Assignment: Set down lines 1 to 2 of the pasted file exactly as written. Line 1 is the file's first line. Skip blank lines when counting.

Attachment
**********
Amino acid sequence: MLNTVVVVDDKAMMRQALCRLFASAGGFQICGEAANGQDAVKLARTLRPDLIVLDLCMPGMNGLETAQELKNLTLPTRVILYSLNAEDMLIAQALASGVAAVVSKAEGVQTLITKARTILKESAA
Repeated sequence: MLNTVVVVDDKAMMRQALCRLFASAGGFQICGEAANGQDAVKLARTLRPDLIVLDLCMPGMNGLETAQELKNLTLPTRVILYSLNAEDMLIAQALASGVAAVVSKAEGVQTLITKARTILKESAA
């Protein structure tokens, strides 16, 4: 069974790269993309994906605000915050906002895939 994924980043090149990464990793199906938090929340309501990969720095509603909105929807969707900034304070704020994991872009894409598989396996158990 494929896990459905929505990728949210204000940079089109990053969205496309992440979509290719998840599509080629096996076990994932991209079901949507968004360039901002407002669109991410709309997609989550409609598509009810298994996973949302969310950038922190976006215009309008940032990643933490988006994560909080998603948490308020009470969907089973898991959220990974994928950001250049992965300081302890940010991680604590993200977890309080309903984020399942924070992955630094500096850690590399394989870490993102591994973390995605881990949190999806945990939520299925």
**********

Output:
Amino acid sequence: MLNTVVVVDDKAMMRQALCRLFASAGGFQICGEAANGQDAVKLARTLRPDLIVLDLCMPGMNGLETAQELKNLTLPTRVILYSLNAEDMLIAQALASGVAAVVSKAEGVQTLITKARTILKESAA
Repeated sequence: MLNTVVVVDDKAMMRQALCRLFASAGGFQICGEAANGQDAVKLARTLRPDLIVLDLCMPGMNGLETAQELKNLTLPTRVILYSLNAEDMLIAQALASGVAAVVSKAEGVQTLITKARTILKESAA